+
Most Shared

A celebrated teacher's 5-point explanation of why she's quitting has gone viral.

"The school system is broken. It may be broken beyond repair."

A celebrated teacher's 5-point explanation of why she's quitting has gone viral.
Michelle Maile/Facebook

Talented, dedicated teachers are leaving public schools because the system makes it too hard to truly educate kids.

When I studied to become a teacher in college, I learned what education can and should be. I learned about educational psychology and delved into research about how to reach different learners, and couldn't wait to put that knowledge into practice in the classroom.


But after graduating and starting to teach, I quickly saw how the school system makes it almost impossible to put what we know about real learning into practice. The structure and culture of the system simply isn't designed for it.

The developmental default of childhood is to learn. That's why four-year-olds ask hundreds of questions a day, why kids can spend hours experimenting and exploring in nature, and why kids are so much better at figuring out how to use technology. Children are natural, fearless learners when their curiosity is nurtured and they are given an environment where learning can take place.

Most teachers know this. And many find themselves so frustrated by trying to teach within an outdated, ineffective system that they decide to leave. I only lasted a couple of years before deciding other avenues of education were worth exploring. A viral post written by a celebrated teacher highlights why many teachers are doing the same thing.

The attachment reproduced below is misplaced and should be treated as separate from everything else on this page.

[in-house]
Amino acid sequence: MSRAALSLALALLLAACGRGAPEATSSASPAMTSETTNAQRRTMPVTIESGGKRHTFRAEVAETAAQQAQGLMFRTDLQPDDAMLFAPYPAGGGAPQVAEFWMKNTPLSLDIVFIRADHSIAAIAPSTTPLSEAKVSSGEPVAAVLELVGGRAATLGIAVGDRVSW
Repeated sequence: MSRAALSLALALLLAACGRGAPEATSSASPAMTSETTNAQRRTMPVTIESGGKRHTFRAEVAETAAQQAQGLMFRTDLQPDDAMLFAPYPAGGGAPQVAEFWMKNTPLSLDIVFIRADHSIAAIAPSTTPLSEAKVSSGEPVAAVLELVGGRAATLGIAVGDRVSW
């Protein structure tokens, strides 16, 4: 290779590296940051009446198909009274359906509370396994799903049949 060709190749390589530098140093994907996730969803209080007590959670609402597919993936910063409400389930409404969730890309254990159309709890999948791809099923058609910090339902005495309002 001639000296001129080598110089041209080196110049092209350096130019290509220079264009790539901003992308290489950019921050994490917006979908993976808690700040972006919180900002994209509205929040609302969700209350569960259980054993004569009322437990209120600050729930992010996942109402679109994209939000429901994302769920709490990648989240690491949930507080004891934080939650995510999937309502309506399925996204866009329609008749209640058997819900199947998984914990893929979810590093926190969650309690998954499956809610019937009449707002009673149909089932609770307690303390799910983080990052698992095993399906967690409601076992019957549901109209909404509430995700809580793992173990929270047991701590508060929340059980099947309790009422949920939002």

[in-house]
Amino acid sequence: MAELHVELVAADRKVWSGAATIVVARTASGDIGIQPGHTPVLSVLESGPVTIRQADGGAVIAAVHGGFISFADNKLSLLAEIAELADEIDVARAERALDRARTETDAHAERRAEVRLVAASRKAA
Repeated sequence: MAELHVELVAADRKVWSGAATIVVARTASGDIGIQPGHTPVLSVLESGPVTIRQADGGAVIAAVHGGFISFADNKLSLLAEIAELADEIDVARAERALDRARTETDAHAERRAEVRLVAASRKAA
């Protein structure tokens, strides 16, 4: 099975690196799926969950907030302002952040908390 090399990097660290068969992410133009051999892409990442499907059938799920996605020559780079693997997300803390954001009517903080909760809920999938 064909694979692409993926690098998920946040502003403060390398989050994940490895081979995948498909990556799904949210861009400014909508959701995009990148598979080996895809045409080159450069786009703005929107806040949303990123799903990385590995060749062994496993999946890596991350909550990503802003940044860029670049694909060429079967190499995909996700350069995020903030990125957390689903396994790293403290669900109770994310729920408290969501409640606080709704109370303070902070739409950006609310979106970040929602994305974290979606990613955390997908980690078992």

Michelle Maile was a first grade teacher before she resigned this month, and her 5-point explanation of why she did it is resonating with thousands.

Maile shared on Facebook why she, a celebrated teacher in a great school district, decided to turn in her classroom keys. Her post has been shared more than 67,000 times and has thousands of comments, mostly in solidarity.

"Why would a teacher of the year nominee, who loves what she does, who has the best team, the best students and parents, and was lucky enough to be at the best elementary school not want to come back?", she wrote. "Let me tell you why….

1. Class size. Everything in my training, what I know about kids and what I see every day says that early childhood classes should be at 24 or less. (ideally 22 or less) Kids are screaming for attention. There are so many students who have social or emotional disorders. They NEED their teacher to take time to listen to them. They NEED their teacher to see them. They NEED less students in their class. The people making these decisions are NOT looking out for the students' best interests, and have very obviously NEVER taught elementary kids.

2. Respect. I feel disrespected by the district all year long. They don't trust that I know what I am doing. I have a college degree, go to trainings every year, read books and articles about kids, and most importantly, work with kids every day. I KNOW something about how they learn and what works best for them. Please listen to us.